Kalamkari is an ancient resist dyed hand painted or block printed art form. Kalamkari was originally called ‘Vratha Pani’ which in telugu translates as drawing or writing (Vratha) and hand (Pani), which would possibly mean hand drawn. The term Kalamkari or Qalamkari was derived from the Persian Qalam (pen) and kari (work or craftsmanship). Kalamkari originated in Andhra Pradesh, Pedana.
According to archaeologists, fabric samples of the art form had been found in Harappa and Mohenjo-Daro, of the Indus Civilisation, which predates 3000 BC. Kalamkari is believed to have originated through the Chitrakattis – groups of singers, musicians and painters – who would travel from village to village narrating mythological stories. They would regale the listeners with episodes from the epics like the Ramayana, Mahabharata, Panchatantra and similar mythologies. People would arrive in droves to listen to the stories. These stories were illustrated using rudimentary materials with dyes extracted from plants and these episodes were painted on large canvasses. Kalamkari motifs and patterns were seen on the fabrics that adorned the subjects found on the frescoes of Ajanta and Ellora and the Kalpasutra paintings of the Jains.
However Kalamkari found its recognition during the Mughal era. The art was promoted in the Golconda and Cormondel province. The craftsmen were referred to as Qualamkars from where the term for the art form was said to have been derived. The artists who worked on Kalamkari scrolls were also known as Jadupatuas or Duari Patuas or ‘magic painters’.
During the Mughal period kalamkari fabrics, printed and painted, were used for tents, canopies, hangings and bed sheets. During Aurangzeb’s sojourn in the Deccan, the French traveler, Francois Bernier, had documented some details of the tents set up at the imperial camps where the emperor and his general would gather very morning. These tents were lined with fabric with painted flowers with embroidery with silk, gold and silver. The trade between the Persia and Golconda could have led to the demand for figured cloth or Kalamkari fabrics in Persia.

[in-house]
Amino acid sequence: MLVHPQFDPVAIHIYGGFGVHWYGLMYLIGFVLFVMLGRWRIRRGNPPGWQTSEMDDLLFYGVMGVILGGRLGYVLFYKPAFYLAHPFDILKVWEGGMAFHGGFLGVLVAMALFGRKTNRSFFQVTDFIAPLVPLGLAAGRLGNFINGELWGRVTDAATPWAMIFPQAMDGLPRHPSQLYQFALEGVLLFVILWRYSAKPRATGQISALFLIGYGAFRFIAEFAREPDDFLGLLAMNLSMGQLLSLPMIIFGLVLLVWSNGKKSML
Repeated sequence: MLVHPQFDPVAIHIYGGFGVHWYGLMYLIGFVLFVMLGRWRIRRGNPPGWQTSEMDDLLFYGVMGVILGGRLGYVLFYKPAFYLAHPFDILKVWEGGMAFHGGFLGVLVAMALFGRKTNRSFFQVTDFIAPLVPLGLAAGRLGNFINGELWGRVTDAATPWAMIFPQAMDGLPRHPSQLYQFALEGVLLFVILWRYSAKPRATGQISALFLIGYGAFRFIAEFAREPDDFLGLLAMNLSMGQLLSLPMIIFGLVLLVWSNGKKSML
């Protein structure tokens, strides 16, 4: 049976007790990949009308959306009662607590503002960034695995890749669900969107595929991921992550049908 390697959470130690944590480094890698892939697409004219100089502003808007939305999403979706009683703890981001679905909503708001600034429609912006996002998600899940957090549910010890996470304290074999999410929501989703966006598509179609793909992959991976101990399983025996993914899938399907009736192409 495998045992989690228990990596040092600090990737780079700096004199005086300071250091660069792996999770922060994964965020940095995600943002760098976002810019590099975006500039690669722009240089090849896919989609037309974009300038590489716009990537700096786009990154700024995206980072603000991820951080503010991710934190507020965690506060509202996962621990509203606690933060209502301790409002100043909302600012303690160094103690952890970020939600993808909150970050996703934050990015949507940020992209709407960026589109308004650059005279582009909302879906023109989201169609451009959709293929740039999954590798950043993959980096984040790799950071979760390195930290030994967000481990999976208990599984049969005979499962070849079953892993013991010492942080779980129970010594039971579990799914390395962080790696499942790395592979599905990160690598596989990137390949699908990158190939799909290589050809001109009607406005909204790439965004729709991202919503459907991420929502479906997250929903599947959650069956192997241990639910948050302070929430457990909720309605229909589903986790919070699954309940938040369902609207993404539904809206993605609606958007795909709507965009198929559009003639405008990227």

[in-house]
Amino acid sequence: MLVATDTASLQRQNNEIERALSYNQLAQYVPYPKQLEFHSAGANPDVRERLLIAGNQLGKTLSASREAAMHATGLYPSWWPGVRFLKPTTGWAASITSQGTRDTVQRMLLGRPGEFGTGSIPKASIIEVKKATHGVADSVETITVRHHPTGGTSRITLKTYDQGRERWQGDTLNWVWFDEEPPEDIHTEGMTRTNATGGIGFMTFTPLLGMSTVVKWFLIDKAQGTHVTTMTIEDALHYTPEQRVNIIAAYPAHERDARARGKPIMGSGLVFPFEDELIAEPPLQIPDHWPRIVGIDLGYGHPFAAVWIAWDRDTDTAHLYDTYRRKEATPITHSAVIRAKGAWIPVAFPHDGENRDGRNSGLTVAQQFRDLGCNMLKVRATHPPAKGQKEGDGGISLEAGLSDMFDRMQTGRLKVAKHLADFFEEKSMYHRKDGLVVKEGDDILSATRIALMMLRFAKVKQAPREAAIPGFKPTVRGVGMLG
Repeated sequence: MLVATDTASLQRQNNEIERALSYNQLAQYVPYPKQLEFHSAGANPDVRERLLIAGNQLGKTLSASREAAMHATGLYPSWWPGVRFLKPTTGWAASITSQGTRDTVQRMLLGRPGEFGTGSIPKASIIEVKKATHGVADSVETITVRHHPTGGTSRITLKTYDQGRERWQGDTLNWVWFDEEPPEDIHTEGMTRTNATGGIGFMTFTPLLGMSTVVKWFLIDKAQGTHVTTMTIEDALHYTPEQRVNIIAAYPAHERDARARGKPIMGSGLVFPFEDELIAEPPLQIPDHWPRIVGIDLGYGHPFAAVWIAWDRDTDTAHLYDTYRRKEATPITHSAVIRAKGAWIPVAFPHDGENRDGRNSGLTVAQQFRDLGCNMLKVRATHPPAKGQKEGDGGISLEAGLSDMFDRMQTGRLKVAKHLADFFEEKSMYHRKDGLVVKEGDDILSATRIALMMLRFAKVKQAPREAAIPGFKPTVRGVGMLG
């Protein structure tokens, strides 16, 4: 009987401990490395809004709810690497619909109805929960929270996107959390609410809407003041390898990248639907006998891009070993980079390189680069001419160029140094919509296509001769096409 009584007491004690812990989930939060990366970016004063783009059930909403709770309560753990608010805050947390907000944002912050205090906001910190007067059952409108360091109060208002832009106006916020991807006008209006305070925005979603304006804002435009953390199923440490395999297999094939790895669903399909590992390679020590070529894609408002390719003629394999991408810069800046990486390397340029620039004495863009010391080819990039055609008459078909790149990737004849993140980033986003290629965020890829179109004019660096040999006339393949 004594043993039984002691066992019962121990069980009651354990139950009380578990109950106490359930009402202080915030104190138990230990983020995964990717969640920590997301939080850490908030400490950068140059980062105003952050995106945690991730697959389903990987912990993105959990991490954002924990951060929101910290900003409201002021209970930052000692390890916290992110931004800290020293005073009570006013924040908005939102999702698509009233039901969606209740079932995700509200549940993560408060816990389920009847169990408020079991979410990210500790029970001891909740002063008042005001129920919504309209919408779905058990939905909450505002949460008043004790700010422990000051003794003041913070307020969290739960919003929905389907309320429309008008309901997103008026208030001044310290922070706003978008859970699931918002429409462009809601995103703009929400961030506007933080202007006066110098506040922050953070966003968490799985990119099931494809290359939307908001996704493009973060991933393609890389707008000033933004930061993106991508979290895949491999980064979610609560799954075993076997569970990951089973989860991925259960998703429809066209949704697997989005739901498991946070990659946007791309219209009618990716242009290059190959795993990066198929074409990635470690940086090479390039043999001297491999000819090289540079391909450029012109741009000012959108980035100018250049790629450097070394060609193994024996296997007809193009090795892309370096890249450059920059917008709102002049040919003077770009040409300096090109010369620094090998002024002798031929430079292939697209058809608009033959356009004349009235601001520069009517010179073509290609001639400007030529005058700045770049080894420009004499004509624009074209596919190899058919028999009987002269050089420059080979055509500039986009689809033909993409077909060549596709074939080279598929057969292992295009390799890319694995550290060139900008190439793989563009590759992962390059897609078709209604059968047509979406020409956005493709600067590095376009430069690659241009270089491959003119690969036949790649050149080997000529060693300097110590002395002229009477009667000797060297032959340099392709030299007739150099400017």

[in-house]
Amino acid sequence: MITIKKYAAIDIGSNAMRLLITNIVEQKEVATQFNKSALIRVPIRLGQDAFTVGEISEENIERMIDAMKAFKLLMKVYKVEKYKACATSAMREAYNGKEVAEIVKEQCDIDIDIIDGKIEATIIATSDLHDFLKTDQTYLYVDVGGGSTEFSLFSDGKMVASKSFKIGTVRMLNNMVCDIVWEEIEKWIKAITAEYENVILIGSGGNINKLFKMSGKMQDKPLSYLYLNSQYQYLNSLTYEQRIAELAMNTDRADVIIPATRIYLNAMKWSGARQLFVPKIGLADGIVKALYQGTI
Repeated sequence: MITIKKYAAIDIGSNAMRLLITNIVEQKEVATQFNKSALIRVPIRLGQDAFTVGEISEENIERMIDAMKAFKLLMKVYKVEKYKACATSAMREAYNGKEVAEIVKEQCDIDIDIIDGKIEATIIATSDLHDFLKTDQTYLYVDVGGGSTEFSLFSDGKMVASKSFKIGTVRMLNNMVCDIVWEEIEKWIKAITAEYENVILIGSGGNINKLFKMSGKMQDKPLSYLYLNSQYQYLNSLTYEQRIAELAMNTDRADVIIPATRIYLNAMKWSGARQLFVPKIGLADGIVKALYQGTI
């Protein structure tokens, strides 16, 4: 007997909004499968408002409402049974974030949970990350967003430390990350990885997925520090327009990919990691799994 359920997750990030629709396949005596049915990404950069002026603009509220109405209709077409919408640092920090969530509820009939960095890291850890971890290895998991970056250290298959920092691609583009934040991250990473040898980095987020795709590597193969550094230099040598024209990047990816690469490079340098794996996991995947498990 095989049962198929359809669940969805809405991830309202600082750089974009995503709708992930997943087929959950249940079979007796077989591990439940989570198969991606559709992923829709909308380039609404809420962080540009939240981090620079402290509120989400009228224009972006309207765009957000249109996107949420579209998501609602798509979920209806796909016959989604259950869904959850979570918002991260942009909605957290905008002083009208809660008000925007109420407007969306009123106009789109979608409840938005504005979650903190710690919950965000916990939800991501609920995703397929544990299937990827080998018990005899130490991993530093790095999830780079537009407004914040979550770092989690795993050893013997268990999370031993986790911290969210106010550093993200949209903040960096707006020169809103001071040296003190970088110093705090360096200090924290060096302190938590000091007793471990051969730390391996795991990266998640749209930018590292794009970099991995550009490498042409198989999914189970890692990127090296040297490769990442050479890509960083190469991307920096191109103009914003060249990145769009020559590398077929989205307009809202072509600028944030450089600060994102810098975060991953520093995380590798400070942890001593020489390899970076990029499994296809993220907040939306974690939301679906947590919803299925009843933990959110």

With the arrivals of the Europeans on the shores of India, these fabrics were used for clothing. However the East India Company who had taken these fabrics in bulk quantity had not differentiated between the printed and painted fabrics. The Portuguese called it ‘pintado’; the Dutch called it ‘sitz’ and the English called it ‘chintz’. But it was the French connoisseurs who had drawn the distinction between the printed and painted fabrics with’ toiles peintes’ (painted fabric) and ‘toiles Imprimees’.
KALAM or PEN
The paintings are done with a pen made of bamboo or date stick carved to form a nib. A short spool of thread or hair is placed above this nib, that serves as a reservoir to hold the dye.
There are 2 classifications of Kalamkari – the Srikalahasti style and the Machilipatnam or Masulipatnam style. A third variant of the art form occurred during the Maratha rule called the Karrupur style.
Srikalahasti Style of Kalamkari
This style is heavily influenced by the temples and typically takes narratives from the Indian epics – The Mahabharata , the Ramayana, the Purananas and other mythological classics. The art is depicted as frieze compositions for large temple hangings and backcloth, scrolls and chariot banners with densely packed characters. The artwork is typically executed with the aid of a pen and is often accompanied with another round one for filling in colors. The art flourished under the patronage of the royal families.
The Machilipatnam or Masulipatnam Style of Kalamkari